I have sent this letter to the Consultations Co-ordinator and to Ofcom today by email.



To: The Consultations Coordinator Department of Health, 3E48 Quarry House, Leeds LS2 7UE

This is a criticism and complaint about mistakes and errors within your Consultation Document.   I am very surprised at the number and extent of factual errors within your consultation document and I would appreciate your immediate response on the following points.  

I believe this to be important and urgent as this document is promoting an incorrect understanding to the public.   It also indicates that you do not understand some fundamental aspects of these telephone systems and the use of 084 numbers.

1  On page 4 you state ---
" ...the Government recognises that the extra functions offered by an 084 number can improve access to services for patients."  
These functions are not provided by "the 084 number", they are provided by a "number translation service".   These functions can be equally provided to any number including 01, 02 and 03 numbers.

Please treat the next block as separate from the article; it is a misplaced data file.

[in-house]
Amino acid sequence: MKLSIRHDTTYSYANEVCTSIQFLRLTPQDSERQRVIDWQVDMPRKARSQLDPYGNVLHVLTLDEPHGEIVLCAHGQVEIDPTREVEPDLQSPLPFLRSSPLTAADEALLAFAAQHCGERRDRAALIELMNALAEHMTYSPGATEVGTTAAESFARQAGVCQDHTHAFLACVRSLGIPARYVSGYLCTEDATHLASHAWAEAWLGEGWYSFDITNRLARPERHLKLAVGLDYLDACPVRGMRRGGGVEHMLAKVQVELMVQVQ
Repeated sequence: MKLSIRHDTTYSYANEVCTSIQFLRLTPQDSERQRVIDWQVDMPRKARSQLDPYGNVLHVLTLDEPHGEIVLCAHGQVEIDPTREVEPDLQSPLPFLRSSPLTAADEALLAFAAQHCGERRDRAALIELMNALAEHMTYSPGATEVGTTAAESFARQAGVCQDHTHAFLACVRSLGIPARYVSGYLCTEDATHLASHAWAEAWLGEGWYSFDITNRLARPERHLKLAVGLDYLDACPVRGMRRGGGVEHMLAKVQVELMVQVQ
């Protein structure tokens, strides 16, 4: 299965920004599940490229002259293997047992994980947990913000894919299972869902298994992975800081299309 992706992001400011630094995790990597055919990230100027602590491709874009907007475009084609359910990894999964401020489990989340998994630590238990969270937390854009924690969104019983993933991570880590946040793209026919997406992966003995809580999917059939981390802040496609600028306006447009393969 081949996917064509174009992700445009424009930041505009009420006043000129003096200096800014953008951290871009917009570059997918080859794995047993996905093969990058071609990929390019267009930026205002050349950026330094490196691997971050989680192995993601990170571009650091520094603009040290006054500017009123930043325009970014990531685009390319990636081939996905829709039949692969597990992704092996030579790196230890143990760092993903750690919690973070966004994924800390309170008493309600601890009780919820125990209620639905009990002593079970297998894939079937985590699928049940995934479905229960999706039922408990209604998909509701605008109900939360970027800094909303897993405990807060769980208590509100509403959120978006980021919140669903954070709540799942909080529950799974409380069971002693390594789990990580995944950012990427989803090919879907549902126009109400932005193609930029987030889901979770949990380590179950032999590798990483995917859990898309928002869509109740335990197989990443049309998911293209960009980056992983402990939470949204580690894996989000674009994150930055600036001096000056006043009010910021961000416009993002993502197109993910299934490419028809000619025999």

2 On page 4 you state ---
"A local call rate is the amount you pay to make a telephone call within a local geographical area. Each geographical area has a specific area code, for example 0207 for central London. Calls to local numbers from landlines are usually charged at the local rate."  
The practical distinction between local and national call rates was abandoned in 2004.   Since that year all calls to geographic numbers have been at a single rate for all but a tiny minority.    Calls from "for example 0207 for Central London" cost the same whether you are calling within the local area or anywhere else throughout the country including Scotland, Wales and Northern Ireland.   Calls to anywhere in the country from any originating area are at the same cost.   This applies to calls from landlines and mobiles.

3 On page 4 you state ---
"It is common in the NHS to have additional functions attached to 084 numbers. These functions are not generally available with local rate numbers, although it is possible to buy equipment to run alongside a local rate number that enables extra functions to be provided."